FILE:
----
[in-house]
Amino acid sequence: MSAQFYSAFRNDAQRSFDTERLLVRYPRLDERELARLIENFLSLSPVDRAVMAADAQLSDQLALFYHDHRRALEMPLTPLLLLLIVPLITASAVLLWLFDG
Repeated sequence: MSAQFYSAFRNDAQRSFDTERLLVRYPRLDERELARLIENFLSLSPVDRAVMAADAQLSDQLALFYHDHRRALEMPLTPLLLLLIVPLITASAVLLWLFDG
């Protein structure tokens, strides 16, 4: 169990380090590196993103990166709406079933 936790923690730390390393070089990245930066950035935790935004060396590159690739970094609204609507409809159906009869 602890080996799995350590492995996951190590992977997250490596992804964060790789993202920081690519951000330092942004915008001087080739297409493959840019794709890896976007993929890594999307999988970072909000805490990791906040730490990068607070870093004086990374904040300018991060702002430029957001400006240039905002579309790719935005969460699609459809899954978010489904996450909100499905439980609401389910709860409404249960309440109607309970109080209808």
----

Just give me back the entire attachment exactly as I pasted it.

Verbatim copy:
[in-house]
Amino acid sequence: MSAQFYSAFRNDAQRSFDTERLLVRYPRLDERELARLIENFLSLSPVDRAVMAADAQLSDQLALFYHDHRRALEMPLTPLLLLLIVPLITASAVLLWLFDG
Repeated sequence: MSAQFYSAFRNDAQRSFDTERLLVRYPRLDERELARLIENFLSLSPVDRAVMAADAQLSDQLALFYHDHRRALEMPLTPLLLLLIVPLITASAVLLWLFDG
């Protein structure tokens, strides 16, 4: 169990380090590196993103990166709406079933 936790923690730390390393070089990245930066950035935790935004060396590159690739970094609204609507409809159906009869 602890080996799995350590492995996951190590992977997250490596992804964060790789993202920081690519951000330092942004915008001087080739297409493959840019794709890896976007993929890594999307999988970072909000805490990791906040730490990068607070870093004086990374904040300018991060702002430029957001400006240039905002579309790719935005969460699609459809899954978010489904996450909100499905439980609401389910709860409404249960309440109607309970109080209808």